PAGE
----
New disclosures and investigations into the activities of the U.S. National Security Agency (NSA) have revealed fresh insights about the targets of cyber-surveillance activities. Among the new revelations are details about some of the target locations for the NSA XKeyscore system, which monitors and collects Internet data.
According to a report first published in German on Tagesschau on July 3 and followed up by an English language report on DasErste, Linux users are an area of specific interest for surveillance. The report details rules in the XKeyscore source code that identify visitors to the Linux Journal Website, the Tor Onion Router site as well as the Tails Linux distribution site. NSA’s interest in Tor has been previously documented in an October 2013 report.
What’s different about the latest disclosure is the allegation that the NSA is targeting users for surveillance simply because they visited the Tor, Linux Journal or Tails Websites.
Linux Journal is the longest standing Linux publication in existence, first published in April 1994. Until August 2011, Linux Journal had both an online and a print edition. Now it is only available as an online magazine, but it continues its mission to provide Linux content. According to the DasErste report, the NSA considers Linux Journal to be an “extremist forum.”
“Up until this point, I would imagine most Linux Journal readers had considered the NSA revelations as troubling but figured the NSA would never be interested in them personally,” Linux Journal columnist Kyle Rankin wrote. “Now we know that just visiting this site makes you a target.”
Katherine Druckman, who lists her title as “webmistress” of Linux Journal, is among those who are taking the NSA disclosure in a different light. In a post on Linux Journal titled “Are you an extremist?” Druckman notes that many Linux Journal readers could, in fact, be considered to have extreme habits.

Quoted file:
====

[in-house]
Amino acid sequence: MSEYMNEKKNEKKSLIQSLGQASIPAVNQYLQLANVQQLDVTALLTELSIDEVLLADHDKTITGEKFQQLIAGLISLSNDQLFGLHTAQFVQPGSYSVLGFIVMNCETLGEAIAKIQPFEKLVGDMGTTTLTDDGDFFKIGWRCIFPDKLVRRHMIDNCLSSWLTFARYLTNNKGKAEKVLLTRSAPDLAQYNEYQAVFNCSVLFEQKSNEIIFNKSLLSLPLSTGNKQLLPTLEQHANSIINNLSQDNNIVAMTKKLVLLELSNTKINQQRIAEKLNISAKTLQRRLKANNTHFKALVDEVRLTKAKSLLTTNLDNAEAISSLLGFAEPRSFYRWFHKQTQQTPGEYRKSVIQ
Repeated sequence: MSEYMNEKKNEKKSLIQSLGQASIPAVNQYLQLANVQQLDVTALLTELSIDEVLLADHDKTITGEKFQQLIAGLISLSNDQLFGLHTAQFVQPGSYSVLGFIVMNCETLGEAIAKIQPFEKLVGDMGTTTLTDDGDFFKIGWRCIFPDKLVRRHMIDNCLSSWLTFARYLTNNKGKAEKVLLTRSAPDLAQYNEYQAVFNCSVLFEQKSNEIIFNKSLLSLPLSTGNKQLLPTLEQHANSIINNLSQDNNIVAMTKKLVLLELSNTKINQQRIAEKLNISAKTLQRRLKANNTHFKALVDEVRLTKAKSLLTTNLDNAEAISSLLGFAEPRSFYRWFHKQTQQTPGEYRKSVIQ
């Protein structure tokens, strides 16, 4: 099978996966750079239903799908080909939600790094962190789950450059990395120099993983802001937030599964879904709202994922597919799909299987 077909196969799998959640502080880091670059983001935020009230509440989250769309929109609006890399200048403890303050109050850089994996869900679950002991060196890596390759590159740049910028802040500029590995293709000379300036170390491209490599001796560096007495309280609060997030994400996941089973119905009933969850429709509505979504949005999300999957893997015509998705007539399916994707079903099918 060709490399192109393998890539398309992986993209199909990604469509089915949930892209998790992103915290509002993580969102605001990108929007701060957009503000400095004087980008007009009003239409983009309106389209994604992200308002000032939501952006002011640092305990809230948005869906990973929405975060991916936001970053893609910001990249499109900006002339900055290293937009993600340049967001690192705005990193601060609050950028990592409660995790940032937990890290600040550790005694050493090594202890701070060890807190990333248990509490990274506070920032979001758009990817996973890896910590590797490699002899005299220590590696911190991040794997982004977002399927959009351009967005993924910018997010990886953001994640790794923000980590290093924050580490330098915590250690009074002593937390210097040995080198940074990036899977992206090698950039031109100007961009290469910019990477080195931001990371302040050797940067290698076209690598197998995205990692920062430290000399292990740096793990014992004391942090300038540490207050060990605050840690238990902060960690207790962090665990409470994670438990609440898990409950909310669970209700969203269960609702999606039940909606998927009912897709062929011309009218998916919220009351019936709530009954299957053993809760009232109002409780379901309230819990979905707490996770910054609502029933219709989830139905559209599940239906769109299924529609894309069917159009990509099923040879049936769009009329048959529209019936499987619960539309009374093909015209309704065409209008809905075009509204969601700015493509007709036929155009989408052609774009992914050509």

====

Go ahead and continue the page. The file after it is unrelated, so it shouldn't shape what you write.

“We’re extremely passionate about our hobbies and professions, extremely excited by innovative technology, and extremely supportive of the open source software community,” Druckman wrote. “So maybe we are extremists.”
The Tails Linux distribution is the operating system favored by NSA whistleblower Edward Snowden as a means to help enable privacy. An acronym for The Amnesic Incognito Live System, Tails recently reached its 1.0 release (see the eWEEK slide show on it here).
The Electronic Frontier Foundation (EFF) has responded to the latest NSA allegations on surveillance, noting that privacy is a fundamental right.
“Learning about Linux is not a crime—but don’t tell the NSA that,” the EFF stated. “Everyone needs privacy and security, online and off.”
The EFF makes the analogy that it isn’t suspicious for someone to buy a lock for the front door of their house or curtains for their windows. As such, if an individual just goes online to search for information about curtains or locks, they shouldn’t qualify for additional surveillance.
With the disclosure that Tor and Tails Linux users are the subject of NSA scrutiny, the EFF argues that it’s now more important than ever that more people use privacy tools.
“The more ordinary people use Tor and Tails, the harder it is for the NSA to make the case that reading about or using these tools is de facto suspicious,” the EFF said.
Sean Michael Kerner is a senior editor at eWEEK and InternetNews.com. Follow him on Twitter @TechJournalist.